Quote Originally Posted by dedo View Post
    Even in the secular world, having a positive belief that you will succeed is associated with success. The self help literature that discusses this is vast. The movie "Lego" in theaters now is based on this concept.
    However having a belief you will succeed does not do anything, other than maybe give you a spur in the right direction. You can have all the belief you want but without the actually physical actions you need to succeed, you will get no where.

    Quote Originally Posted by dedo View Post
    However, theologically spiritual Faith does require you to spend time with God.
    Alone in your own imagination. Ok! Worth while, why?

    Quote Originally Posted by dedo View Post
    That is the difference between simple "success" through perseverance, and the substance produced from faith.
    What substance! You don't mean your imagination do you?
    A logician saves the life of a tiny space alien. The alien is very grateful and, since she's omniscient, offers the following reward: she offers to answer any question the logician might pose. Without too much thought (after all, he's a logician), he asks: "What is the best question to ask and what is the correct answer to that question?" The tiny alien pauses. Finally she replies, "The best question is the one you just asked; and the correct answer is the one I gave."
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    When I was in secondary school I was a member of the Scripture Union, an organisation that promoted Bible study among young people. I recall at one of our weekly meetings I was to present a talk on the crucifixion. The crux of my talk (pun intnended) was that while it might seem disappointing that there was no solid evidence for the resurrection, this was because God was testing our fatih and this test was appropriate, for without faith we could not approach and be one with God.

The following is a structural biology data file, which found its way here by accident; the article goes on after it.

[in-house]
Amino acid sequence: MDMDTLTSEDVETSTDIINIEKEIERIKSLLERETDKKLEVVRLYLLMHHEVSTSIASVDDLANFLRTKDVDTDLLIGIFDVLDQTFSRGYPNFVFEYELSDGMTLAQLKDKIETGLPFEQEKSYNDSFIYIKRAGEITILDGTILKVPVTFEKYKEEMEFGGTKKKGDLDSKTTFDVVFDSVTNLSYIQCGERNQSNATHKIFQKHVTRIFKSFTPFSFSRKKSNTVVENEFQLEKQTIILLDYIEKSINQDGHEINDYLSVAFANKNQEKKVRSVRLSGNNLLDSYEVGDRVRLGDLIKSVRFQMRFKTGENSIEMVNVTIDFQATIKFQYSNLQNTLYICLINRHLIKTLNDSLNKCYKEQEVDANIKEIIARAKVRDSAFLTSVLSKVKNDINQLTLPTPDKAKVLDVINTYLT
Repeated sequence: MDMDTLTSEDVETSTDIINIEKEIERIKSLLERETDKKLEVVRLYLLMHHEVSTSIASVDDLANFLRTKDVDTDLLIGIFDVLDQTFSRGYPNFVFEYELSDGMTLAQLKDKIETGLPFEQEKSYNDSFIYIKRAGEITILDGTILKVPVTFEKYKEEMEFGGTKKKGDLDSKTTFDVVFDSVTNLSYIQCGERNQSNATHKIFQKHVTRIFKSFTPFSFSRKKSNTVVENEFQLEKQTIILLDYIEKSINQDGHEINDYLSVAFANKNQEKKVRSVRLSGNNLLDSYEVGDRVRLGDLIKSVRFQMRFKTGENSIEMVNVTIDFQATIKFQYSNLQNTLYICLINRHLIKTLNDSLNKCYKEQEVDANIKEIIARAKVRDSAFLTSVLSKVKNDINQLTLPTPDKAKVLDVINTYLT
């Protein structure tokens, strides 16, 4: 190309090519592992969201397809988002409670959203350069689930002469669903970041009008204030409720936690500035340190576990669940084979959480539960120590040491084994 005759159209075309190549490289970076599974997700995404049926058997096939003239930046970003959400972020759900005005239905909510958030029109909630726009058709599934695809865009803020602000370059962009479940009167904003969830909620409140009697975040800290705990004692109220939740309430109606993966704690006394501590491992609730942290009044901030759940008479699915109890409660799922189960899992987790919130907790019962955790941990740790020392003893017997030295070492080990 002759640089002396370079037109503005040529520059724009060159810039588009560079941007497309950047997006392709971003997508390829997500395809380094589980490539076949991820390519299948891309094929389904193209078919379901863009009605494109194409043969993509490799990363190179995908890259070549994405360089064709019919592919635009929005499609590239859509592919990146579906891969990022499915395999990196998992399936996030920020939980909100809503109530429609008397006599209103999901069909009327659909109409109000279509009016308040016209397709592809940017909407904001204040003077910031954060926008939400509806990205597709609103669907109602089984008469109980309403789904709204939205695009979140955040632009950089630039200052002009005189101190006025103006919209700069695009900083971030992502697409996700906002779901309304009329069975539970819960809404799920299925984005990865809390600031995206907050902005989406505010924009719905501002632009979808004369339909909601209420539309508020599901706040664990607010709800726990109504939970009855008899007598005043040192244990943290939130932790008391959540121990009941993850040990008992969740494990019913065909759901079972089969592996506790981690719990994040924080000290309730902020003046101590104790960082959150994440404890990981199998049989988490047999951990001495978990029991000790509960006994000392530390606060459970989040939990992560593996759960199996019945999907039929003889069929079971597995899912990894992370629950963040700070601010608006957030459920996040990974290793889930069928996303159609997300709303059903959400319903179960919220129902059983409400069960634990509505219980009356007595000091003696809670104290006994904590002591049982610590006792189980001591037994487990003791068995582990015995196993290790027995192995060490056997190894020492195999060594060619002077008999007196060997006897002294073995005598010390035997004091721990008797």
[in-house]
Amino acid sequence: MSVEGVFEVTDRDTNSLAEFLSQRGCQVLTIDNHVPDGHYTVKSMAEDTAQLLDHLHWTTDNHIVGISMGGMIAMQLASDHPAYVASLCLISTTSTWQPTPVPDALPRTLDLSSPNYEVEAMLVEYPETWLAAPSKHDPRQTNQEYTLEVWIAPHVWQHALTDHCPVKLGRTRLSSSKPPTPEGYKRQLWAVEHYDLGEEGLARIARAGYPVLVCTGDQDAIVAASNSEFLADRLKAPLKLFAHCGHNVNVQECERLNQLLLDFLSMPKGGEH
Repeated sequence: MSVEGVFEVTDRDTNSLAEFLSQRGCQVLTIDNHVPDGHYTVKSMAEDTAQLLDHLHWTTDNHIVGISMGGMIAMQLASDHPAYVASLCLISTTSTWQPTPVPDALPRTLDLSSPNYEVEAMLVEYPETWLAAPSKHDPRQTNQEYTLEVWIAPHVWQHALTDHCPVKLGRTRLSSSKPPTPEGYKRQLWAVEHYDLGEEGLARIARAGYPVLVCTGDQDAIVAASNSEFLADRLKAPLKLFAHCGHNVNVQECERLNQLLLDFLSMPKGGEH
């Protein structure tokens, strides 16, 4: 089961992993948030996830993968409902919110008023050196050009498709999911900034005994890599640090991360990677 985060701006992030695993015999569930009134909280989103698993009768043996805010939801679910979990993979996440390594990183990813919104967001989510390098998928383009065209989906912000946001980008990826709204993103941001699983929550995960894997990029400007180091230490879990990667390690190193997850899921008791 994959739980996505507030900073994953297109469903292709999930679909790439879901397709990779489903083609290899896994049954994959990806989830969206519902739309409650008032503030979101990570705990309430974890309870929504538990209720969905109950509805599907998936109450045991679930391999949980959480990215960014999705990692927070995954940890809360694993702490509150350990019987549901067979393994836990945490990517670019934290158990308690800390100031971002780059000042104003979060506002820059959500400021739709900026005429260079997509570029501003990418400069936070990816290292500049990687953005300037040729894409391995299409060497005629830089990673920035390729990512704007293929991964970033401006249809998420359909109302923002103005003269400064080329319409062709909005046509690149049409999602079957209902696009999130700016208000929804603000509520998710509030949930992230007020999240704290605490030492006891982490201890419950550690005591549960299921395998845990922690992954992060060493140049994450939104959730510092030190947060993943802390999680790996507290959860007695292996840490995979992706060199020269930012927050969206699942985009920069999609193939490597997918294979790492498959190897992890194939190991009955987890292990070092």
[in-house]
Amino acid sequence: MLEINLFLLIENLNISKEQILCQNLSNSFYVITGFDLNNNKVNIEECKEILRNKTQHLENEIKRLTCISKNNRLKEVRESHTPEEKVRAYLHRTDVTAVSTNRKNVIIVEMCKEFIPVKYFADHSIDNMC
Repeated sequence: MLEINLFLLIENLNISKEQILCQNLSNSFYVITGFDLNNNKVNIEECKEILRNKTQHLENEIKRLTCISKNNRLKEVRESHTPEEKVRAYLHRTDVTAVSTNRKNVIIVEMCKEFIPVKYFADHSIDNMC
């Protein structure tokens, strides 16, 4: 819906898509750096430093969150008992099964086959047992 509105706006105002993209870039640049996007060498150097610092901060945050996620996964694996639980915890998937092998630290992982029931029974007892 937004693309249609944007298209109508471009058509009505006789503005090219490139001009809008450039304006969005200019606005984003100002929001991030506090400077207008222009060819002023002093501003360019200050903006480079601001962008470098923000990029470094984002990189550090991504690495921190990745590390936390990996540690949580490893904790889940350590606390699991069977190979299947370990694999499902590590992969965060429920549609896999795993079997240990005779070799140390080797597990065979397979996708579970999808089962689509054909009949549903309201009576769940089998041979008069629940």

That was fifty years ago and it made perfect sense at the time. I still have no difficulty adjusting my mind set to where it could make perfect sense today. I choose not to, but do as a consequence of that experience have some understanding of what goes on in the minds of believers.
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    Quote Originally Posted by adelady View Post
    Whats the proper definition of 'evidence'?
    Whats your opinion on this verse sense/nonsense?
    1) Or does this verse mean something else when the use the word 'evidence'? (if it does, why make such a confusion?)
    2) Does the writers of this verse don't know what they are trying to talk about when they written it down?
    It's just a semi-poetic way of getting around the central point that faith is complete and entire in itself.

    If it was about evidence, it wouldn't be faith, it would be facts or data or something else not-faith.

    (And the other thing to bear in mind constantly when trying to interpret biblical verses is that

    1) they're translations from another language

    2) the writing of the time was often much more poetic and ambiguous than we're accustomed to ...

    which means ...